The role of lithic raw material availability and quality in determining tool kit size, tool function, and degree of retouch: A case study from Skink Rockshelter (46NI445), West Virginia

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Abstract

Analysis of lithic artifact data from Skink Rockshelter (44NI445) in central West Virginia indicates that stone quality and availability were important in determining how Native Americans differentially utilized tools at the site. In turn, tool function influenced lithic raw material selection. Although local Kanawha chert was clearly preferred for projectile point and biface manufacture, nonlocal Upper Mercer chert was preferred for flake tool use. Skink Rockshelter lithic data do not support the original hypothesis of the paper, that expedient flake tool use would increase at the expense of curated tools in the Kanawha chert primary source area. Instead, individuals curated the comparatively high-quality Upper Mercer chert stone tools to the site and continued to use and retouch them, rather than replace them with tools produced from the inferior, but abundant, Kanawha chert. Curation of Upper Mercer flake tools, as well as projectile points, resulted in their markedly reduced sizes and higher hafted biface reduction index (HRI) measures compared to the local Kanawha chert tools. Introduction Although overlooked in most prior studies, retouch of stone tools is an important component of the wider technological organization strategy of mobile hunter-gatherers. Even though retouch is the main focus of this paper, the ultimate goal is to better understand the means by which hunter-gatherers achieved success in life with the help of stone.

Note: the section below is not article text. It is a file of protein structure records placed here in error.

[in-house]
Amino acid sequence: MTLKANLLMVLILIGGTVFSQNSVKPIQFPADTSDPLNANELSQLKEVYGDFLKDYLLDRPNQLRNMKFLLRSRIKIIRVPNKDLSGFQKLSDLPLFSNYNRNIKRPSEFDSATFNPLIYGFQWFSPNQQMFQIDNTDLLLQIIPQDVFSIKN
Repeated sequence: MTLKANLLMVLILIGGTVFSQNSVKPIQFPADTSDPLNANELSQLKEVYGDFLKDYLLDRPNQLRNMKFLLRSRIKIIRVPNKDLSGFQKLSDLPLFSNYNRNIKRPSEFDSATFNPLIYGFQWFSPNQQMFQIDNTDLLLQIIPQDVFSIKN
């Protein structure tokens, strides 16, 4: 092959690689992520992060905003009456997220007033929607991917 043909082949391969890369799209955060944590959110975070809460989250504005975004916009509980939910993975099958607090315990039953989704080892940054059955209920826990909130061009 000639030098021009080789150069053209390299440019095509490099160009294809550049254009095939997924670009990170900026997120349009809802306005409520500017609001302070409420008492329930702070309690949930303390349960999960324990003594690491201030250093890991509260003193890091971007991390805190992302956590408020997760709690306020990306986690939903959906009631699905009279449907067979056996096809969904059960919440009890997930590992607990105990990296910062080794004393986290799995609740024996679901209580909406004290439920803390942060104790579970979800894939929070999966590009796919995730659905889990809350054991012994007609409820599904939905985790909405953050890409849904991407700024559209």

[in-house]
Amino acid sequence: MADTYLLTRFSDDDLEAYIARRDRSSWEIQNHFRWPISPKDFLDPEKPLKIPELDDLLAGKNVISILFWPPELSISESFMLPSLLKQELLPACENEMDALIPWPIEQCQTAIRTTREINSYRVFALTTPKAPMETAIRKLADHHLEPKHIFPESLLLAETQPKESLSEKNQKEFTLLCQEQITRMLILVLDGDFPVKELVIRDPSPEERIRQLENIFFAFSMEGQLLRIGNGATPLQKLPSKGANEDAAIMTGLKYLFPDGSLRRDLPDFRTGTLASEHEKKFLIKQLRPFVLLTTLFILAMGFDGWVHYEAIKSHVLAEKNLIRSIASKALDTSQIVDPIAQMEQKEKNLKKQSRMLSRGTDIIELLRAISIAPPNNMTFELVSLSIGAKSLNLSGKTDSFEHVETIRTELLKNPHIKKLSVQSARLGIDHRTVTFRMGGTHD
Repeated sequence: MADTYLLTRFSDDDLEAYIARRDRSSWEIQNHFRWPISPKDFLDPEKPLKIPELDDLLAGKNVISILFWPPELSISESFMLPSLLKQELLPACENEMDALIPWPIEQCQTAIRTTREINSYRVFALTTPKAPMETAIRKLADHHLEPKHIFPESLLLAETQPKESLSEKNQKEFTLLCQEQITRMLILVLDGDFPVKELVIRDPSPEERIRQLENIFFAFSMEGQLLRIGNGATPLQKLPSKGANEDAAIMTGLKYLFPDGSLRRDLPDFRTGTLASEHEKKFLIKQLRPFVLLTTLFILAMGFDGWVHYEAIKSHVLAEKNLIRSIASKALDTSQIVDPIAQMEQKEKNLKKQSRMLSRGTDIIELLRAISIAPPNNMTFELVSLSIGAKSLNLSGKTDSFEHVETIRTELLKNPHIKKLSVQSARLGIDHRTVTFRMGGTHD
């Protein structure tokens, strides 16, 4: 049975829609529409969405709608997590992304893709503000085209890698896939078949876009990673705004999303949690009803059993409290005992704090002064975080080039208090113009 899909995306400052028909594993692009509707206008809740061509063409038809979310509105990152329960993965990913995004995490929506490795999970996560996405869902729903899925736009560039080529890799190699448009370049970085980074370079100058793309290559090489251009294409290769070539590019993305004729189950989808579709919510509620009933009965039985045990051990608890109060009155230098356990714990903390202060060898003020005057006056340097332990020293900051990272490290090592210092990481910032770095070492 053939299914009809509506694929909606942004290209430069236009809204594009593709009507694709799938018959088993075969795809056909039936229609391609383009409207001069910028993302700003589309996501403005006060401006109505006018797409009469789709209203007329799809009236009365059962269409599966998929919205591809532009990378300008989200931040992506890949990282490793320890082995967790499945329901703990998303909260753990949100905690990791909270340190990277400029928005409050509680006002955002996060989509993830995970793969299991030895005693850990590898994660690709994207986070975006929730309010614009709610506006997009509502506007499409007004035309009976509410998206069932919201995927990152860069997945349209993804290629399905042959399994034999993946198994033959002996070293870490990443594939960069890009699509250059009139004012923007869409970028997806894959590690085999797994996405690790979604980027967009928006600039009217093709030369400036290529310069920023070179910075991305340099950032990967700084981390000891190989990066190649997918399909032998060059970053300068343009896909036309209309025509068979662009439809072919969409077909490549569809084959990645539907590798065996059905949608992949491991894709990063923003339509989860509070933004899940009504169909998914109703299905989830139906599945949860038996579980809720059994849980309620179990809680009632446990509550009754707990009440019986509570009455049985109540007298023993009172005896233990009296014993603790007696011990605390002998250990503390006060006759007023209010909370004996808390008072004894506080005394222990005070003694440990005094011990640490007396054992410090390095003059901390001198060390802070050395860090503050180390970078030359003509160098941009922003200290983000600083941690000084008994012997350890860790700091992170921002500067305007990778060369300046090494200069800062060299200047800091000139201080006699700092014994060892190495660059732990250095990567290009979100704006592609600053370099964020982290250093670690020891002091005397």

Original languageEnglish
Title of host publicationLithic Technology
Subtitle of host publicationMeasures of Production, Use, and Curation
PublisherCambridge University Press
Pages216-232
Number of pages17
ISBN (Electronic)9780511499661
ISBN (Print)9780521888271
DOIs
StatePublished - Jan 1 2008

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